Prototype design. Final version may differ.
Fortunately Leica makes the excellent M Multi Finder 21/24/28mm, and for M8 users this is the solution of choice, matching exactly the actual focal length equivalents of the WA-TE when used on this camera. Film-based Leica owners will have to wait for the new finder to be able to use the lens though.
One word of caution. When using the 21/24/28 finer with the WA-TE; the numbers don't match. The lens is marked 16-18-21, while the finder is marked 21-24-28. They match optically, but not numerically. I found I got used to it in less than an hour, and the fact that the numeric positions line up left to right helps, but it's something to bear in mind.
I was disappointed to note that no focal lengths showed up in the M8's EXIF data. A bit of reflection shows that this is because of the lack of coupling with the M8's frame-line selector. If it did, then combined with the 8 bit coding it could record the 24mm and 28mm (effective) positions, leaving only the 21mm position, which could then be inferred. The 28-35-50mm Tri-Elmar is able to record its selected focal length in the EXIF fields using this method, and so once again it's surprising that Leica didn't sweat the details and make this possible with the WA-TE as well.
In The Field
Grave Stone. 15th Century Jewish cemetery. Marrakech. January, 2007
Leica M8 with 16-18-21mm Tri-Elmar @ 18mm (24mm effective)
My early January, '07 shoot in Marrakech gave me an ideal opportunity to field test the WA-TE. Unfortunately, because Moroccans are so camera-phobic, I did less up-close-and-personal type people shooting than I would ordinarily have. Instead the original Tri-Elmar saw a great deal more use than the new WA one did.
One morning, before dawn, I headed to the mediaeval Jewish cemetery, which is still in use to this day. Arriving, and being allowed entrance by the gatekeeper just as the sun crested the horizon, I spent a fascinating hour walking among the gravestones, photographing, and contemplating the history of the Sephardi Jews who played such a central role in the life of North Africa after their expulsion from Spain in the late 1400's.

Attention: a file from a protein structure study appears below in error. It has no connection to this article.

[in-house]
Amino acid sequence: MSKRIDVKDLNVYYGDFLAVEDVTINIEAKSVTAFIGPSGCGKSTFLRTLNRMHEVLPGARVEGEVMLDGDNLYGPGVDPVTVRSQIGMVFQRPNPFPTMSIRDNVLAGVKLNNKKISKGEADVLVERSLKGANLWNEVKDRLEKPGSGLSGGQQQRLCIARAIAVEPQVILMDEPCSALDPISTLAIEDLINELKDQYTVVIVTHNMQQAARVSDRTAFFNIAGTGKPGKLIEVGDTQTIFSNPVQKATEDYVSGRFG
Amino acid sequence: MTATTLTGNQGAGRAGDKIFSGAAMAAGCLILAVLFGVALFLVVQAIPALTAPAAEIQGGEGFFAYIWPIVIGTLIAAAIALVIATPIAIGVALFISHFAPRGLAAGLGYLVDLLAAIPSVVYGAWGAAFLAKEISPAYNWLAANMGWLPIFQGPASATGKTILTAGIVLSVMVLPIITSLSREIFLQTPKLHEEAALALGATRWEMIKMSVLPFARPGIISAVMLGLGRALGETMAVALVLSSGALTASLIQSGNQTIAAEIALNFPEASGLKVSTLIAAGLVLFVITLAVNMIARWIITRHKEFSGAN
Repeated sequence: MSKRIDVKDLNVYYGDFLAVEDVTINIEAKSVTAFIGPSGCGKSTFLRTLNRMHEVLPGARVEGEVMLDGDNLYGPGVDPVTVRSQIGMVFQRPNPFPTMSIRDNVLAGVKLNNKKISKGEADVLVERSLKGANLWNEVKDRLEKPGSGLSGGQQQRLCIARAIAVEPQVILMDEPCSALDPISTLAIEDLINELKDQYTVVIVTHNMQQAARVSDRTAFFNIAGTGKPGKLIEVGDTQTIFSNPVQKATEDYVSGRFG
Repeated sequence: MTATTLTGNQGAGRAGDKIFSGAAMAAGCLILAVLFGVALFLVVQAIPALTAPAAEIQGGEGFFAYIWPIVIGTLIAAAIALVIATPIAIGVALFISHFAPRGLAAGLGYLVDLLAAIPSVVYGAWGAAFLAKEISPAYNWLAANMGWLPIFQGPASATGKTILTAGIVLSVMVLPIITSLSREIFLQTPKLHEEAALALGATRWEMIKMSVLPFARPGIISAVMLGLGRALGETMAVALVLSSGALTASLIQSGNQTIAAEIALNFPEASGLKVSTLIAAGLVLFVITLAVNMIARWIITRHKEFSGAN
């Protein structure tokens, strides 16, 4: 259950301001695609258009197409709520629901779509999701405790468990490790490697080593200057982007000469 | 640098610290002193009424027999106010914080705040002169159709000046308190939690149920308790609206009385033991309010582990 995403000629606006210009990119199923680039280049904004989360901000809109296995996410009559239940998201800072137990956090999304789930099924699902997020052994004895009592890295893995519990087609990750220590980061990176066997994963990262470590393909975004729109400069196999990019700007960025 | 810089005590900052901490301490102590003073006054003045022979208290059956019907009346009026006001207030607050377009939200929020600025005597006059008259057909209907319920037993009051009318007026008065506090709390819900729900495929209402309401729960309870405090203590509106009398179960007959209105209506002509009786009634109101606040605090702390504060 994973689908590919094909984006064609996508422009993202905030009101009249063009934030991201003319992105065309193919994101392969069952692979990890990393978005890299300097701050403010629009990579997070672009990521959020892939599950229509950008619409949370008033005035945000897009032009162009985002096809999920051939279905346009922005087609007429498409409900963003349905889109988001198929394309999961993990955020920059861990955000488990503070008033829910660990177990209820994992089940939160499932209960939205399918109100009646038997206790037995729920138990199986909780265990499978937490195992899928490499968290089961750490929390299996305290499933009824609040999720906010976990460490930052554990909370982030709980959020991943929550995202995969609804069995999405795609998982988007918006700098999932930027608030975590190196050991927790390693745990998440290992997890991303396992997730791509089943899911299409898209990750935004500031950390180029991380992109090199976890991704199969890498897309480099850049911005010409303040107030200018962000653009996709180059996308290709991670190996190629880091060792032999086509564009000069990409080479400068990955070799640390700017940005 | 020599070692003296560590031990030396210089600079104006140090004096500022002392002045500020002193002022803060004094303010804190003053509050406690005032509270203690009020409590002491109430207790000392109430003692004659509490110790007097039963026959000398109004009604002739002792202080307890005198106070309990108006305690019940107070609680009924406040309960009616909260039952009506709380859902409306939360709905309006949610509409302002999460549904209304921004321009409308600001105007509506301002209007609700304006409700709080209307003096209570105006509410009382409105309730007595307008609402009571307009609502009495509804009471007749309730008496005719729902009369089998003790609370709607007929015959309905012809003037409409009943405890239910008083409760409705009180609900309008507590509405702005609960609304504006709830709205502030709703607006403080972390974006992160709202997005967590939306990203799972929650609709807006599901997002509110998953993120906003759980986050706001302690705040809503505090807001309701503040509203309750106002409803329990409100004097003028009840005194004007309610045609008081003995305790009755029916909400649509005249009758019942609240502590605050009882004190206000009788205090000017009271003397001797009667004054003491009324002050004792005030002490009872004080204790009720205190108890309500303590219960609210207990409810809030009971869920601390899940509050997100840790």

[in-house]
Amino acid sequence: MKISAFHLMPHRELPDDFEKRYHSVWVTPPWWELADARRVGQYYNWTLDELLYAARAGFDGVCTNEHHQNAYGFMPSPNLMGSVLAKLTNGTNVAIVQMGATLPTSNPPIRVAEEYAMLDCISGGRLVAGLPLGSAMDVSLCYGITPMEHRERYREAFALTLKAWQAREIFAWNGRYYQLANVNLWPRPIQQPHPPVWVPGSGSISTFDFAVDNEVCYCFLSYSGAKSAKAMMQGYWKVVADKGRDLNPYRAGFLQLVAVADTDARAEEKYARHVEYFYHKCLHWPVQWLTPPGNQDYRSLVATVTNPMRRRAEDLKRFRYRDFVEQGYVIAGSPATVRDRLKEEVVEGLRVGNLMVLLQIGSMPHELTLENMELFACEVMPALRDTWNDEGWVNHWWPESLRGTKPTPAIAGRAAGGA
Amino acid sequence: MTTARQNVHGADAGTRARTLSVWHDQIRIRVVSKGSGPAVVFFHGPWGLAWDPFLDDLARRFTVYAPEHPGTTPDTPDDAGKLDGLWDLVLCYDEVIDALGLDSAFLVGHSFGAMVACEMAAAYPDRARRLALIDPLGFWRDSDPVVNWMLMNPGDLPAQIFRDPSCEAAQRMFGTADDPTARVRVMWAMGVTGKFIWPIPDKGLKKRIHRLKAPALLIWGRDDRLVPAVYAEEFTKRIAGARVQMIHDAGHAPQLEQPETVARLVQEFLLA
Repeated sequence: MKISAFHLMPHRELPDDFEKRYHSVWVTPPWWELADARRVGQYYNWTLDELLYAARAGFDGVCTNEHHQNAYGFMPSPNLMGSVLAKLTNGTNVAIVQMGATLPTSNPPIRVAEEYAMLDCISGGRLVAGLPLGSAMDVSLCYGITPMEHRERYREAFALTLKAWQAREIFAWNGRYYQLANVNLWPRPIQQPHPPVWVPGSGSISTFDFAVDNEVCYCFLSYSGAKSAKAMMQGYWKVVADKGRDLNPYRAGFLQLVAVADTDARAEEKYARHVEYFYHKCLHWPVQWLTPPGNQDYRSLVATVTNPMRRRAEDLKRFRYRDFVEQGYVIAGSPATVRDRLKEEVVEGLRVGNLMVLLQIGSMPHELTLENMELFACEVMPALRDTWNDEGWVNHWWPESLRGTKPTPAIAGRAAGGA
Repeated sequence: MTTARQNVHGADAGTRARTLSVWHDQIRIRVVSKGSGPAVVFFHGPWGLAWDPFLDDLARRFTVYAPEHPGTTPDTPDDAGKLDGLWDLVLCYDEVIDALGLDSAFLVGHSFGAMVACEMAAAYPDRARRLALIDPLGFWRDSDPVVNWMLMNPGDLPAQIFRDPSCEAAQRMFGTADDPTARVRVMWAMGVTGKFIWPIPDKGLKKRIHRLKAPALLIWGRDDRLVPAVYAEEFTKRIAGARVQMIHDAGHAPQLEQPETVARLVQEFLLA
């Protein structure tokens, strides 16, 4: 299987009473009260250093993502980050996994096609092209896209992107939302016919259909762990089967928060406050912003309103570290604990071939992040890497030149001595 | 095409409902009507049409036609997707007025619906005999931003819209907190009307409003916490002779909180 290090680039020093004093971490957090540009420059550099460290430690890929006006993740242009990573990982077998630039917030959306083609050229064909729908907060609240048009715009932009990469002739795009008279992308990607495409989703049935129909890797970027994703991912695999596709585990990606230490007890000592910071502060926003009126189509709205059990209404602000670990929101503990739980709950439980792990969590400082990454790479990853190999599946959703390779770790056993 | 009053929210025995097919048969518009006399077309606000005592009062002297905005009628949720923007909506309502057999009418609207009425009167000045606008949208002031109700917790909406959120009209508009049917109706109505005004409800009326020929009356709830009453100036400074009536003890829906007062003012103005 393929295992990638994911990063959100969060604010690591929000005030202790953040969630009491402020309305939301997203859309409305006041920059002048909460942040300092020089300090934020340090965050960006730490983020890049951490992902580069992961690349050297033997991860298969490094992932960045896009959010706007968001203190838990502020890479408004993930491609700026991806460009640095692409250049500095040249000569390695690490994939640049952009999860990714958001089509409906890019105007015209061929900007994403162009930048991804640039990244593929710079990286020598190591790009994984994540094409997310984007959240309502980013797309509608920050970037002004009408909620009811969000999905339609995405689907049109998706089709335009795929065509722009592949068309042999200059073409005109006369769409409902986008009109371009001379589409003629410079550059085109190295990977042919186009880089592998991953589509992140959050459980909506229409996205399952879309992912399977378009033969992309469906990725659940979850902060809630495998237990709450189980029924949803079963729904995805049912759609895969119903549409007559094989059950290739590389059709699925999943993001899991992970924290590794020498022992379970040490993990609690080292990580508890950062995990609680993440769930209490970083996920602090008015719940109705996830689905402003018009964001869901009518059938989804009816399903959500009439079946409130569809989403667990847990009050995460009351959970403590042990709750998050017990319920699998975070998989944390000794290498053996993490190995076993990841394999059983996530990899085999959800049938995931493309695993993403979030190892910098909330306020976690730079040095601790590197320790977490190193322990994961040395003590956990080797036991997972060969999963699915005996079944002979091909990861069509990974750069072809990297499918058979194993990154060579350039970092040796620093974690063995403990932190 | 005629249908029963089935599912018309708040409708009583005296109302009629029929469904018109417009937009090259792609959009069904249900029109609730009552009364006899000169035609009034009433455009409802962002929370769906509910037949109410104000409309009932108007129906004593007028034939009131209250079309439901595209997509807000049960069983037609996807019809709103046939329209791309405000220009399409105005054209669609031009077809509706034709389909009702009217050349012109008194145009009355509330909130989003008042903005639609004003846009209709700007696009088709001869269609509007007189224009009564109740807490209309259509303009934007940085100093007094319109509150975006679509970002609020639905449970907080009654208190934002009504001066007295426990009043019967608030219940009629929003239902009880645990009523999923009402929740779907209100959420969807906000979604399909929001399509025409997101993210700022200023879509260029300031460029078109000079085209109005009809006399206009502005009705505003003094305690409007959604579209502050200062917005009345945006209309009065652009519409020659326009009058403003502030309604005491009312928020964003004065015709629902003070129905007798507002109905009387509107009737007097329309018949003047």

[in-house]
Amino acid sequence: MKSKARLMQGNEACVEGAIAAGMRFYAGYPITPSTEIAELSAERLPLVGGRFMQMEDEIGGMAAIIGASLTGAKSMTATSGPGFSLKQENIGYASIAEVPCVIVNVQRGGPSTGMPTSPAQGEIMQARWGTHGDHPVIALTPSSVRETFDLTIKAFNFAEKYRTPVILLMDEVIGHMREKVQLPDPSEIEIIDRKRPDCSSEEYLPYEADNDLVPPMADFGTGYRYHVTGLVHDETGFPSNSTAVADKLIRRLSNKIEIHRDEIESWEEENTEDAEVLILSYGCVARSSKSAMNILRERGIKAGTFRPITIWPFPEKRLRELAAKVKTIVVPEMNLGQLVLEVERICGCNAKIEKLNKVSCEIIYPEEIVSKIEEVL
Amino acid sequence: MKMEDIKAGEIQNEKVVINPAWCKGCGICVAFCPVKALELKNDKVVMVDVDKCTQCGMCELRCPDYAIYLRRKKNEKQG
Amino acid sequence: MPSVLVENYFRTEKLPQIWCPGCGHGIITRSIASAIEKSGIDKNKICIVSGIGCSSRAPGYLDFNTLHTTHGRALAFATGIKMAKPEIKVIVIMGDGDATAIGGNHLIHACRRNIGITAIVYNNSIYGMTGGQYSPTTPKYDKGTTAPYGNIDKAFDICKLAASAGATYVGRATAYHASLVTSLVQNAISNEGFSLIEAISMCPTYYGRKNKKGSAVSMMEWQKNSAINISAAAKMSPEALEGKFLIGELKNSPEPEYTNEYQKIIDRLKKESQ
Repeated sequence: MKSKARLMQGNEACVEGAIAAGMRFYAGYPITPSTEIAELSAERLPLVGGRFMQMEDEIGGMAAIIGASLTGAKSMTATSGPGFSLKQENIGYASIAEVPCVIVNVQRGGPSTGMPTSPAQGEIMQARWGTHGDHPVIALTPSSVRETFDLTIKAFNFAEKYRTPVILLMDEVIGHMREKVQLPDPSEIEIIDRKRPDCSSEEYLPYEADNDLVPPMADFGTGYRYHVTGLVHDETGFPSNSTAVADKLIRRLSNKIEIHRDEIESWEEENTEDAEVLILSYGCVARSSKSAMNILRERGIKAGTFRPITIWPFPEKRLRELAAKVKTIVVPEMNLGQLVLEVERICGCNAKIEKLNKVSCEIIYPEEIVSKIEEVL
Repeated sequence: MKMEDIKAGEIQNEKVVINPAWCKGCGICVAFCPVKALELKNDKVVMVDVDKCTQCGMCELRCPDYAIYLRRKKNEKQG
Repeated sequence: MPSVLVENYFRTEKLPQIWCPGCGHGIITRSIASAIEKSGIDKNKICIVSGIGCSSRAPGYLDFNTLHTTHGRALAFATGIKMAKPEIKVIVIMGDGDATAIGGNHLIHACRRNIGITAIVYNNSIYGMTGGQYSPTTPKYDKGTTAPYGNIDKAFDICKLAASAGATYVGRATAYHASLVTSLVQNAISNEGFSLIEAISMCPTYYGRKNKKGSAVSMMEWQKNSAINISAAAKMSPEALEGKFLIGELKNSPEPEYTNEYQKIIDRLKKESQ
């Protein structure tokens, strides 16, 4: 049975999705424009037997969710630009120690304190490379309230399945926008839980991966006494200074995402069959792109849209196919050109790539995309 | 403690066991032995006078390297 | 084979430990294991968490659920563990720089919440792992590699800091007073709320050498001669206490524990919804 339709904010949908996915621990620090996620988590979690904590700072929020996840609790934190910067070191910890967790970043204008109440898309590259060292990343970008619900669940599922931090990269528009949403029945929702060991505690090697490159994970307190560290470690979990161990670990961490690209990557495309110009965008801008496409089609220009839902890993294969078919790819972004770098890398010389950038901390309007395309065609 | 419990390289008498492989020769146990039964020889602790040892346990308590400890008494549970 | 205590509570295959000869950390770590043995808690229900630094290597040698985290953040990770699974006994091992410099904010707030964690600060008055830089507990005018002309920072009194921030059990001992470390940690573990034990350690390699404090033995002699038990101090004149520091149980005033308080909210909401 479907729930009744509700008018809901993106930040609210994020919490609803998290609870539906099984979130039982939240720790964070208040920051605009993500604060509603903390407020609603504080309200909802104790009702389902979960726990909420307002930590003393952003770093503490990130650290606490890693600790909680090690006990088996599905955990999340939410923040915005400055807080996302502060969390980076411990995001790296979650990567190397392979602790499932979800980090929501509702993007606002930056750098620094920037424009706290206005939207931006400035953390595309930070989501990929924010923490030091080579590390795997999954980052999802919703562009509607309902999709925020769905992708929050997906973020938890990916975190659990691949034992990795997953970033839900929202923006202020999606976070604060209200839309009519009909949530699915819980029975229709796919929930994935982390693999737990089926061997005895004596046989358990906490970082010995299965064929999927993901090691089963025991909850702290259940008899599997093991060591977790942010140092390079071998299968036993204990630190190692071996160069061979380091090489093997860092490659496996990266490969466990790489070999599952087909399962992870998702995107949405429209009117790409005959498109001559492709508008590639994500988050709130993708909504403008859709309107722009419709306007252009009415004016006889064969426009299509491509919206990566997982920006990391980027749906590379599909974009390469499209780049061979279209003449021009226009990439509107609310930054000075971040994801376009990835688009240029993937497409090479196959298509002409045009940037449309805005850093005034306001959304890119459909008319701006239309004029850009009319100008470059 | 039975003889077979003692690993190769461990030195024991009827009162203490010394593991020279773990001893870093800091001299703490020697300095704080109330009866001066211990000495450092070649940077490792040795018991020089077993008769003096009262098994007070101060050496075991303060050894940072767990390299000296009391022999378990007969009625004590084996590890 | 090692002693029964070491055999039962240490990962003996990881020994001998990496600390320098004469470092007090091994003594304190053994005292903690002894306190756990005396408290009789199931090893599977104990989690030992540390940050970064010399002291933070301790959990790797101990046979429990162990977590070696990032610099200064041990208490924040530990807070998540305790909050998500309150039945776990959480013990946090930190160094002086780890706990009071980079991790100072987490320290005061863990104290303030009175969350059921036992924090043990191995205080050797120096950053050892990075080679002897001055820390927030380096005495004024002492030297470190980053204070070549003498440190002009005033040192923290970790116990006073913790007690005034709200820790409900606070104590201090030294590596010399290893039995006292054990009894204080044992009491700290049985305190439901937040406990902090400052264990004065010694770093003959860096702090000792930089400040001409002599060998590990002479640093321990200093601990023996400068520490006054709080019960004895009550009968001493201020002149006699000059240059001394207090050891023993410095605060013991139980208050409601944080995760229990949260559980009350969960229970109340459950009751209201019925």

These were the first shots I did with the WA-TE, and later that day, back at my hotel room reviewing the files in Lightroom on my laptop computer it was clear to me that this was going to be an exceptional lens. What I saw was an obvious resistance to flare and highlight veiling. This can be seen in Tree and Grave Stones, seen below. I tested this by placing the sun as close to the edge of the tree as possible, and found it almost impossible to generate any flare.
My observations of other aspects of this lens' performance are based on both on-screen examination of files at 100%, and also on large prints. In virtually every instance what I see is a combination of exceptional optical attributes.
Leica M8 with 16-18-21mm Tri-Elmar @ 21mm (28mm effective)
Though I made no formal tests of distortion, it appeared low on most instances and fairly easily fixed in Photoshop if it's found to be problematic on a particular shot. Indeed DxO Optics pro would be quite handy with this lens if it were available for it.
When I returned home I did some testing with the WA-TE on a full-frame Voigtlander Bessa R2a. (Do you remember film?) After doing several scans and subsequent prints I am convinced that other than a somewhat more visible vignetting at wide apertures this lens performs admirably right out to the corners. Consequently film photographers will find this lens as attractive, of not more so, than will M8 owners. When used on the Leica M8, where the outer 1/3rd of the lens' coverage is not utilized, the performance of the WA-TE is nothing sort of remarkable.